18. Year Parameter. The Commission declines to require a year parameter in the time stamp section of the EAS Protocol. The record indicates that adding a year parameter requirement is not technically feasible without significant modification to the current EAS Protocol, as well as all associated equipment, which would be extremely expensive and burdensome, and would cause significant disruption to the NOAA Weather Radio infrastructure.

4. Compliance Timeline

19. The Order adopts a one-year compliance timeframe from publication in the Federal Register. The record indicates that most EAS Participants already have EAS equipment capable of complying with these requirements. The Commission also observes that a one-year time frame would allow equipment manufacturers to develop and make available software updates to implement these requirements in deployed equipment that do not already meet these requirements.

20. The rule amendments for section 11.45(b), which address the filing of false alert reports will become effective on the date specified in a Commission notice published in the Federal Register announcing their approval under the Paperwork Reduction Act by the Office of Management and Budget, which date will be at least 30 days after the date that this Order and rules adopted herein are published in the Federal Register.

C. Benefit-Cost Analysis

21. The rule changes adopted in the Order reduce burdens by eliminating waiver filing time and costs. To the extent the Commission adopts new requirements, it does so in a minimally burdensome way that either imposes no additional costs or imposes only minimal costs. Other than the alert validation and authentication requirements, for which a one-year compliance timeframe is provided, only the new false alert reporting rule will involve new costs to EAS Participants. As discussed below, the Commission concludes that the benefits of these rule changes exceed their costs.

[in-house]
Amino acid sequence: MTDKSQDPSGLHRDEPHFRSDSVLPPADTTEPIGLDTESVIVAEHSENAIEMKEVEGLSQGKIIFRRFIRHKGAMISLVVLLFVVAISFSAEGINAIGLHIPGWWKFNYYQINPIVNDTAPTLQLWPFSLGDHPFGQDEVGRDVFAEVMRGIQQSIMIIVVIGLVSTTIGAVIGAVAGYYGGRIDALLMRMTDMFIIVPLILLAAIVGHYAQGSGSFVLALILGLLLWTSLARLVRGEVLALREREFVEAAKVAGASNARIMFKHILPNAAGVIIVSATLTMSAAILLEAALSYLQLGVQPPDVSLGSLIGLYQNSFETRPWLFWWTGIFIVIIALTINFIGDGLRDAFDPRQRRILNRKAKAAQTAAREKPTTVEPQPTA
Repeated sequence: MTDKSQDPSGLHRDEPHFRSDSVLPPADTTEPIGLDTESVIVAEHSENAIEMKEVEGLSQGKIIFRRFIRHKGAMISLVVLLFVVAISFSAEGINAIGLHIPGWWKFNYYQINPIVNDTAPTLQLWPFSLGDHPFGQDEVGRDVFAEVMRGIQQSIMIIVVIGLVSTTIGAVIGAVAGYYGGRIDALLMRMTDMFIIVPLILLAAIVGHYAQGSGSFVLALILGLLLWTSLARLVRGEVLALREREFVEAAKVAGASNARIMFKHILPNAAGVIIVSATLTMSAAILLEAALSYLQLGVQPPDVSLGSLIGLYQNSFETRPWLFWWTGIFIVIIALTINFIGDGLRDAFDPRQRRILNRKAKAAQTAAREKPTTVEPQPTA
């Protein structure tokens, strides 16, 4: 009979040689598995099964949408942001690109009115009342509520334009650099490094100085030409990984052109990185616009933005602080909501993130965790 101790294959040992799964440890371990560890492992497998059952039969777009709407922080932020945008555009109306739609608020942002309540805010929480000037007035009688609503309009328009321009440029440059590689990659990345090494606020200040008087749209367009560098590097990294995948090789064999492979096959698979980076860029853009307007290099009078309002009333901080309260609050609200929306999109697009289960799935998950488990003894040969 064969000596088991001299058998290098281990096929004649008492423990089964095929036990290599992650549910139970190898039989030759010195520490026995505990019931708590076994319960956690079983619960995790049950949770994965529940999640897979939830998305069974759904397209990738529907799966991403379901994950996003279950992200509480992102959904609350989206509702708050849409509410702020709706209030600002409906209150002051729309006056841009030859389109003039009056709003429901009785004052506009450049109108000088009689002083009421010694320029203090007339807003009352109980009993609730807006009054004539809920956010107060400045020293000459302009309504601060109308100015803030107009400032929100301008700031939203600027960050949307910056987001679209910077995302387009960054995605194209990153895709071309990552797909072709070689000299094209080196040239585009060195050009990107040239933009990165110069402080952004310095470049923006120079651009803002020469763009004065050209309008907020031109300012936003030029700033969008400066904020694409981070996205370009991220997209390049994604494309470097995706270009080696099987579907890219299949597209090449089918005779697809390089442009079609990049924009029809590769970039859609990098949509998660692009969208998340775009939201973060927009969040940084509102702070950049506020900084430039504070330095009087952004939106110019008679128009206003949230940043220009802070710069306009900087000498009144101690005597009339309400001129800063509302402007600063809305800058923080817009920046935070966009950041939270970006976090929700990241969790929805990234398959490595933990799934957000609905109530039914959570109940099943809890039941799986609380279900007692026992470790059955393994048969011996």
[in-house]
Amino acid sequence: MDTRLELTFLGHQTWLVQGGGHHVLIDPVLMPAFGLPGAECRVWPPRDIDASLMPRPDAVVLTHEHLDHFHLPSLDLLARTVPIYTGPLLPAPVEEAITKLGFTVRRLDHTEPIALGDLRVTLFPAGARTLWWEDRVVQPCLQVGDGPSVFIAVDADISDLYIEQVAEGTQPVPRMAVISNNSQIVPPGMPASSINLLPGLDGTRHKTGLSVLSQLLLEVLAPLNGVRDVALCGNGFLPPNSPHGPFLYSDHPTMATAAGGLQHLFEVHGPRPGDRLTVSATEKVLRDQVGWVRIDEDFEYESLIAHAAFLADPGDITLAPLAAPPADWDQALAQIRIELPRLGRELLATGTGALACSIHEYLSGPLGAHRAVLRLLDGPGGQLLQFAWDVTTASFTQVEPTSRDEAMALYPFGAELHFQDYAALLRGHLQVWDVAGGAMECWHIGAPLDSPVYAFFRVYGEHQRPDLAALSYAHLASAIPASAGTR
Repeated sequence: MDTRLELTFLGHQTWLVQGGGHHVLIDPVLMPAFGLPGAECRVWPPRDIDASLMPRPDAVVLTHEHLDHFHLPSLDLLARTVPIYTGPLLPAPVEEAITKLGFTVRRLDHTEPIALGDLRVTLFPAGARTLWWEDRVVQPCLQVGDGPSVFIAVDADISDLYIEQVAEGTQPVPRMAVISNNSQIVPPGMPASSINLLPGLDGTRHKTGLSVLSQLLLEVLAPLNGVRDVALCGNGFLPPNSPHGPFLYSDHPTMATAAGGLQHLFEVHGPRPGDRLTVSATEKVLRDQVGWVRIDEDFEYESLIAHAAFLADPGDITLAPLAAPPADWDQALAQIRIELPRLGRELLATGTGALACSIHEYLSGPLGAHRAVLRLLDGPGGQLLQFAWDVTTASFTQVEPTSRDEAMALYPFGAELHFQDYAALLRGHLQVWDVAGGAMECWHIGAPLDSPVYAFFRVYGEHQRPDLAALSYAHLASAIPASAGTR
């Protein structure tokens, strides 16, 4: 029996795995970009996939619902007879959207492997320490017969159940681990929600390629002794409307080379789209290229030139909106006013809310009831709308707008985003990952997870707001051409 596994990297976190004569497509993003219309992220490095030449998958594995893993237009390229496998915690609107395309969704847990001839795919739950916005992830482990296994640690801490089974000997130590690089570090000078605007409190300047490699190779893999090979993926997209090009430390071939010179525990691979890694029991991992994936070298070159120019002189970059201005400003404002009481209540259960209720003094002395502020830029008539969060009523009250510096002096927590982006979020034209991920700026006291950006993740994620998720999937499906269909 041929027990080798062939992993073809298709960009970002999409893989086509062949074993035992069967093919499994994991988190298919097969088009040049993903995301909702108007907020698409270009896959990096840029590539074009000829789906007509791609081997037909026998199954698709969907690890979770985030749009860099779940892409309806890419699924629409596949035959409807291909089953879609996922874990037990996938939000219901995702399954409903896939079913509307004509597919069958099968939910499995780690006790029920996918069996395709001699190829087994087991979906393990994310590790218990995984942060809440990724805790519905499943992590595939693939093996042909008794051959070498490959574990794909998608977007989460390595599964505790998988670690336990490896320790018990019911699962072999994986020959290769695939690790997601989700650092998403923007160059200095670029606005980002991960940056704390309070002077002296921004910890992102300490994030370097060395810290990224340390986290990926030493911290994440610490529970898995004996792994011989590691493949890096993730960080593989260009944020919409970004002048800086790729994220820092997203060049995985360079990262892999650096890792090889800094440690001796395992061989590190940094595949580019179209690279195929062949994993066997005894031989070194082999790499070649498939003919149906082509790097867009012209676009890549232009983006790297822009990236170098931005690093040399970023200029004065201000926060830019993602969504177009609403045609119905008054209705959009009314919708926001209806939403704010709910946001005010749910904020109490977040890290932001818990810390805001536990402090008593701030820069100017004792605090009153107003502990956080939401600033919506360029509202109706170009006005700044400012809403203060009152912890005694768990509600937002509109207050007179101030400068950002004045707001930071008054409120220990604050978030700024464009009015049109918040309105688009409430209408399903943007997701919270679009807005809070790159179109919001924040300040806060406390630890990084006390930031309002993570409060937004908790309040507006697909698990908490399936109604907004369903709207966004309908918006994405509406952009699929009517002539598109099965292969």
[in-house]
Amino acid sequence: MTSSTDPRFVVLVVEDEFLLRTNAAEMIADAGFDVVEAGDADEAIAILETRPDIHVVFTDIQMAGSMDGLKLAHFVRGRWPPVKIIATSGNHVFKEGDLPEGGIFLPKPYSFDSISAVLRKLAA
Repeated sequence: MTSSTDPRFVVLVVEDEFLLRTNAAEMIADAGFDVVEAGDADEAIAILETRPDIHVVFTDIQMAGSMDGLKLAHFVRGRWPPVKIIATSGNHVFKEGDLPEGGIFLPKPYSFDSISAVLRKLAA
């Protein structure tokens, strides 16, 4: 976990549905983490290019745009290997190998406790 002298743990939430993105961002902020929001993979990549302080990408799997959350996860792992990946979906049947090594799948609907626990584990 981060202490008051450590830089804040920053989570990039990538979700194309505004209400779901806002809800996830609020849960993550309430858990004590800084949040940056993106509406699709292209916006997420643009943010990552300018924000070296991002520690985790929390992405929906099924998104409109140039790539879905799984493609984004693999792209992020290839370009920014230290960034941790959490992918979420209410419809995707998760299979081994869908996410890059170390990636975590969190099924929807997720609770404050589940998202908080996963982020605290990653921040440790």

1. Benefits

22. The rule changes adopted in the Order will reduce regulatory burden on EAS stakeholders. Waivers will no longer be needed for live code testing. The rule changes also reduce the regulatory burden on EAS Participants by allowing them to produce PSAs using EAS header codes and a simulated Attention Signal without requesting a waiver. This change will make the process of producing a PSA less costly, and promote greater proficiency in the use of EAS, both by EAS alert initiators and EAS Participants.

23. These rule changes will also help prevent incidents of misuse and abuse of the EAS. The authentication and validation rule changes will require the use of EAS equipment's existing capabilities to help prevent misuse and abuse of the EAS, thus protecting its integrity and maintaining its credibility with the public and alerting officials. To provide an estimate of the value of the benefits of the rules adopted in the Order, the Commission turns to the overall value of the EAS. Scholars agree that public safety in the United States has improved over the years because its early warning systems for recurring hazards, such as lightning, floods, storms and heat waves, are continually improving. By reducing the frequency of false alerts, the rule changes adopted in the Order strengthen public confidence in the EAS, thus avoiding erosion in its overall value.

2. Costs

24. The rule changes to section 11.61 for live code testing and to sections 11.45 and 11.46 for public service announcements do not impose any new costs. Rather, they codify requirements that were previously imposed on waivers granted by the Commission. Removing the requirement to file a waiver removes the need for legal and other staff time associated with filing a waiver. The new rules therefore eliminate any legal or administrative costs that were associated with filing waiver requests.